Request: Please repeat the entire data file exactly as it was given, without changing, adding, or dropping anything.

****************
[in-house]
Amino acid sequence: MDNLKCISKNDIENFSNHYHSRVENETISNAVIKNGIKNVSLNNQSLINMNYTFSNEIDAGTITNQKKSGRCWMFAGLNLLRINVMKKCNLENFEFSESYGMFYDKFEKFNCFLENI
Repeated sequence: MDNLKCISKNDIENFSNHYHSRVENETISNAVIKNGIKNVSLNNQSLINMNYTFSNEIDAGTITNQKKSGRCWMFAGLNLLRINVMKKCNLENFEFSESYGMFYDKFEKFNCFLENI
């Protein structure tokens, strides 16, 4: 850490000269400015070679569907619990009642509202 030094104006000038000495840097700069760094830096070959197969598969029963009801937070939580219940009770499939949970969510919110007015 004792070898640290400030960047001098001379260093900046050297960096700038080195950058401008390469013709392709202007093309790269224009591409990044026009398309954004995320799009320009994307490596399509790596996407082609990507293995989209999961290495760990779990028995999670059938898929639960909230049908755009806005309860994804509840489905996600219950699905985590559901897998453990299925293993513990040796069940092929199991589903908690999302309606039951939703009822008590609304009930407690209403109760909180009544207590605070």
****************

[in-house]
Amino acid sequence: MDNLKCISKNDIENFSNHYHSRVENETISNAVIKNGIKNVSLNNQSLINMNYTFSNEIDAGTITNQKKSGRCWMFAGLNLLRINVMKKCNLENFEFSESYGMFYDKFEKFNCFLENI
Repeated sequence: MDNLKCISKNDIENFSNHYHSRVENETISNAVIKNGIKNVSLNNQSLINMNYTFSNEIDAGTITNQKKSGRCWMFAGLNLLRINVMKKCNLENFEFSESYGMFYDKFEKFNCFLENI
């Protein structure tokens, strides 16, 4: 850490000269400015070679569907619990009642509202 030094104006000038000495840097700069760094830096070959197969598969029963009801937070939580219940009770499939949970969510919110007015 004792070898640290400030960047001098001379260093900046050297960096700038080195950058401008390469013709392709202007093309790269224009591409990044026009398309954004995320799009320009994307490596399509790596996407082609990507293995989209999961290495760990779990028995999670059938898929639960909230049908755009806005309860994804509840489905996600219950699905985590559901897998453990299925293993513990040796069940092929199991589903908690999302309606039951939703009822008590609304009930407690209403109760909180009544207590605070």